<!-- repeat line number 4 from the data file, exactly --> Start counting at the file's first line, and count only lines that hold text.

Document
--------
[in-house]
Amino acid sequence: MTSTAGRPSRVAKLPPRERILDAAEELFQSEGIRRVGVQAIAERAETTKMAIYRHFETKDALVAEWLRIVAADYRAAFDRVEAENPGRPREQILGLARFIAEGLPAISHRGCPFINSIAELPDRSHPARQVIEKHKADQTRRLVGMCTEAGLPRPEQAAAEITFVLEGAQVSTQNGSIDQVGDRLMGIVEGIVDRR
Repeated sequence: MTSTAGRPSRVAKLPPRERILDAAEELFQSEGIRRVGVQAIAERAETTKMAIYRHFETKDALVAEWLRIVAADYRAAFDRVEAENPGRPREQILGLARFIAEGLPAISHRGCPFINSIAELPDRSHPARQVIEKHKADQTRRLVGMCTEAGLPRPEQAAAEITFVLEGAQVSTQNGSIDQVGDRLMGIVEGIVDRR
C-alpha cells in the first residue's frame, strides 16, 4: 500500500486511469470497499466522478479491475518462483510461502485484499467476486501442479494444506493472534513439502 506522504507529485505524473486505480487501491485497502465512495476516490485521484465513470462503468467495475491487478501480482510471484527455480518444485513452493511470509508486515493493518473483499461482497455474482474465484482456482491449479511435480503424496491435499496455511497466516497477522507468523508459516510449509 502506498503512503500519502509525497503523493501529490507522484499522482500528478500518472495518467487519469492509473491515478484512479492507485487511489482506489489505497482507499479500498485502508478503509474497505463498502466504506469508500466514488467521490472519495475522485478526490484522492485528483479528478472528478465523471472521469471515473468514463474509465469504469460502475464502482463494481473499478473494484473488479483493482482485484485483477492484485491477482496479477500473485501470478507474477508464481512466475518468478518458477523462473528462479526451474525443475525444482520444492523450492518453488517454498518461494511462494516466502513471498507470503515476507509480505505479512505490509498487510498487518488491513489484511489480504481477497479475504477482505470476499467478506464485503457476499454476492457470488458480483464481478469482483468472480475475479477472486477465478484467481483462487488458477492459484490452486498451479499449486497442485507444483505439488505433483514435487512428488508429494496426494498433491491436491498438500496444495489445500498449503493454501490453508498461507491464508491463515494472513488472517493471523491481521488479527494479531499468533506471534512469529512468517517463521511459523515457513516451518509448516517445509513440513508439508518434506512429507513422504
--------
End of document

C-alpha cells in the first residue's frame, strides 16, 4: 500500500486511469470497499466522478479491475518462483510461502485484499467476486501442479494444506493472534513439502 506522504507529485505524473486505480487501491485497502465512495476516490485521484465513470462503468467495475491487478501480482510471484527455480518444485513452493511470509508486515493493518473483499461482497455474482474465484482456482491449479511435480503424496491435499496455511497466516497477522507468523508459516510449509 502506498503512503500519502509525497503523493501529490507522484499522482500528478500518472495518467487519469492509473491515478484512479492507485487511489482506489489505497482507499479500498485502508478503509474497505463498502466504506469508500466514488467521490472519495475522485478526490484522492485528483479528478472528478465523471472521469471515473468514463474509465469504469460502475464502482463494481473499478473494484473488479483493482482485484485483477492484485491477482496479477500473485501470478507474477508464481512466475518468478518458477523462473528462479526451474525443475525444482520444492523450492518453488517454498518461494511462494516466502513471498507470503515476507509480505505479512505490509498487510498487518488491513489484511489480504481477497479475504477482505470476499467478506464485503457476499454476492457470488458480483464481478469482483468472480475475479477472486477465478484467481483462487488458477492459484490452486498451479499449486497442485507444483505439488505433483514435487512428488508429494496426494498433491491436491498438500496444495489445500498449503493454501490453508498461507491464508491463515494472513488472517493471523491481521488479527494479531499468533506471534512469529512468517517463521511459523515457513516451518509448516517445509513440513508439508518434506512429507513422504